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Mississippi wood pellet plant that supplies UK electricity grid fined $2.5m over air pollution

The Telegraph logo The Telegraph 19/02/2021 Emma Gatten
a tree in a forest: Wood pellets from trees in the US are shipped to the UK to fuel biomass plants - James Breeden © James Breeden Wood pellets from trees in the US are shipped to the UK to fuel biomass plants - James Breeden

A British-owned facility in the US that supplies wood pellets for green UK electricity has been fined $2.5m over air pollution breaches. 

Drax Amite processes wood from local forests in Mississippi into pellets that are shipped to the UK to be burned as renewable energy at the company’s facility in Yorkshire. 

It has been fined by the Mississippi Department on Environmental Quality (MDEQ) for breaching limits on volatile organic compounds, which can exacerbate respiratory conditions, since 2017. 

It is believed to be the largest such fine against a wood pellet facility. 

The fine was welcomed by local environmental campaigners, who have raised concerns over the impact of the UK biomass industry on local forests and air quality in the southern US, which they say impacts particularly on lower income communities. 

“We deserve the right to breathe clean air,” said Kathy Egland of the National Association for the Advancement of Colored People.

Drax was also ordered to install equipment to capture the VOC emissions, which are produced during the drying and milling process.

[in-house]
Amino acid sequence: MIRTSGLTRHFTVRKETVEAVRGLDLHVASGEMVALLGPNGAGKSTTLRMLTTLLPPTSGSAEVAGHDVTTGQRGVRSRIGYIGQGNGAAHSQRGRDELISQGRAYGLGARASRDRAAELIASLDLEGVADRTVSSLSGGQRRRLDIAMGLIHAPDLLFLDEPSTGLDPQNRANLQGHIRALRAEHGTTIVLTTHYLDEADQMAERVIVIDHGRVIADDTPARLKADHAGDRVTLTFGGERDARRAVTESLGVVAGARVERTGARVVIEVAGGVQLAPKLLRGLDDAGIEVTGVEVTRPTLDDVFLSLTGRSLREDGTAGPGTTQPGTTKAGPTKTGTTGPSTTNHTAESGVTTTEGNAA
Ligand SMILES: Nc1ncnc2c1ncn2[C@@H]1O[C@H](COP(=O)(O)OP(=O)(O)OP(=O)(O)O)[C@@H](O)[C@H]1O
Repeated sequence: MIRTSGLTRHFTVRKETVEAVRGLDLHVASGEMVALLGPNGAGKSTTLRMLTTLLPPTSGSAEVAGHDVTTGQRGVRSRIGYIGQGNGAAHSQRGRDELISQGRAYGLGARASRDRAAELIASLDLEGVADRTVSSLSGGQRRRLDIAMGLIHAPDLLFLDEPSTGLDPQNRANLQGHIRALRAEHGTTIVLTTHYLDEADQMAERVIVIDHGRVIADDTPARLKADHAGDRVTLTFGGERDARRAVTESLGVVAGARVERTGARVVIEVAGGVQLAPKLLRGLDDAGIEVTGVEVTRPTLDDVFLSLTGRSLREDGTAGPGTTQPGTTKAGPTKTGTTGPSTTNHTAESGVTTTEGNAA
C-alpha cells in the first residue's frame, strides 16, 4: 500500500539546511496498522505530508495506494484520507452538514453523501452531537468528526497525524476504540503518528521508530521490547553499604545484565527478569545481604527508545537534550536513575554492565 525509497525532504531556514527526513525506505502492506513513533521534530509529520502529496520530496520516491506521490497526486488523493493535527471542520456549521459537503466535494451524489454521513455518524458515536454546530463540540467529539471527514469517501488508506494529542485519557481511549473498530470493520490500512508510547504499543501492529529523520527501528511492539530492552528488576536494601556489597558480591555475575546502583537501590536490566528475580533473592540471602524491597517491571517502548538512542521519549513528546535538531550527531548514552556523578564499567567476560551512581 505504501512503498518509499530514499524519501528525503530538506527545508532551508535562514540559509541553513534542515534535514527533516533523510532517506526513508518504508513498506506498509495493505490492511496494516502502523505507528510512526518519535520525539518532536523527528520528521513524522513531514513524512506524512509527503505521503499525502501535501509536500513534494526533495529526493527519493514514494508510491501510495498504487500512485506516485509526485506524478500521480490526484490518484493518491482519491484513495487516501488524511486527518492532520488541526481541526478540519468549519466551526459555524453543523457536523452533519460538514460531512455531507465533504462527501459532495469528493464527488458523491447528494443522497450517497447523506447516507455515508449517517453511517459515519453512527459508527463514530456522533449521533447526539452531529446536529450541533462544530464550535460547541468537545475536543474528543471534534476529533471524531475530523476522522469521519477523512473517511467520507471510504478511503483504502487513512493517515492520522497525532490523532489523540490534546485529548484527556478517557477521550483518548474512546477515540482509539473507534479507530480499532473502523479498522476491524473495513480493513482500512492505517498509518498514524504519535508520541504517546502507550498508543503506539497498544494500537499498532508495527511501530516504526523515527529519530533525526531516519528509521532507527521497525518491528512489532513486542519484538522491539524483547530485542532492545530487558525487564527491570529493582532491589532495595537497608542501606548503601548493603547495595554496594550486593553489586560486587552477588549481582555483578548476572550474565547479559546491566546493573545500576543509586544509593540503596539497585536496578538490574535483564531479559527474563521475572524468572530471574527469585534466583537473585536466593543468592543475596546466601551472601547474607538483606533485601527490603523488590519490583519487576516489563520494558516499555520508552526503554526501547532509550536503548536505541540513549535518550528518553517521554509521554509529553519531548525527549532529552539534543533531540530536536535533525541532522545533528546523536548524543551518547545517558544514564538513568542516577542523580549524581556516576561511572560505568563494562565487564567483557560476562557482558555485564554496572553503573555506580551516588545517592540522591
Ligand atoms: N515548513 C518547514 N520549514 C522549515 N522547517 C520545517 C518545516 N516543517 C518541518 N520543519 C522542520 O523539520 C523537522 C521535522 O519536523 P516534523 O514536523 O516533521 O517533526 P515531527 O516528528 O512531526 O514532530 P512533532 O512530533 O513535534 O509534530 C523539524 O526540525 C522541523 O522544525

The UK is one of the world’s biggest consumers of biomass, which accounts for 12 per cent of its electricity mix. 

Amid a push to move away from coal, the Government now provides the largest subsidies in Europe, with £1bn backing every year for the industry. 


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The vast majority of that goes to Drax, which has so far converted four of its six former coal units in Yorkshire to burn biomass. 

The company ships the majority of its wood pellets from the southern US, accounting for almost 60 per cent of the demand from the region. 

A Drax spokesperson said the company had monitored the emissions and notified MDEQ of its breach, and will finish installing equipment to reduce the pollution by July. 

It said: “The safety of our people and the communities in which we operate is our priority. We take our environmental responsibilities seriously and we are committed to complying with all local and federal regulations.”

The fine comes amid growing disquiet over the practice of burning biomass for electricity, which is classified as renewable under EU and UK regulations on the basis that the carbon dioxide emissions from burning waste wood are offset by new trees.

A recent letter from 500 scientists to US President Joe Biden, and leaders from the EU and Japan, called for the scrapping of subsidies and an end to the classification of biomass as carbon neutral. 

The scientists argue that growing demand for biomass is leading to a significant loss of carbon because of large-scale tree felling, which cannot be replaced quickly enough to avoid dangerous climate change. 

“It’s a relief to see Drax being held accountable for polluting the air in Mississippi, but these fines are a drop in the bucket compared to the two million per day the UK government hands the company in the form of biomass subsidies,” says Sasha Stashwick, from the Cut Carbon Not Forests Campaign, a coalition of US and UK NGOs. 

Drax recently agreed a £436m deal to acquire the Canadian Pinnacle Renewable Energy as it seeks to bolster its supplies, but it emerged this week that some of the plants currently use gas to dry the wood pellets, undermining their renewable credentials. 

Local activists in Latvia and Estonia have also raised concerns about the damage to ancient forests they say is driven by a demand for biomass. 

Drax maintains that it follows the highest biomass sustainability standards in the world. 

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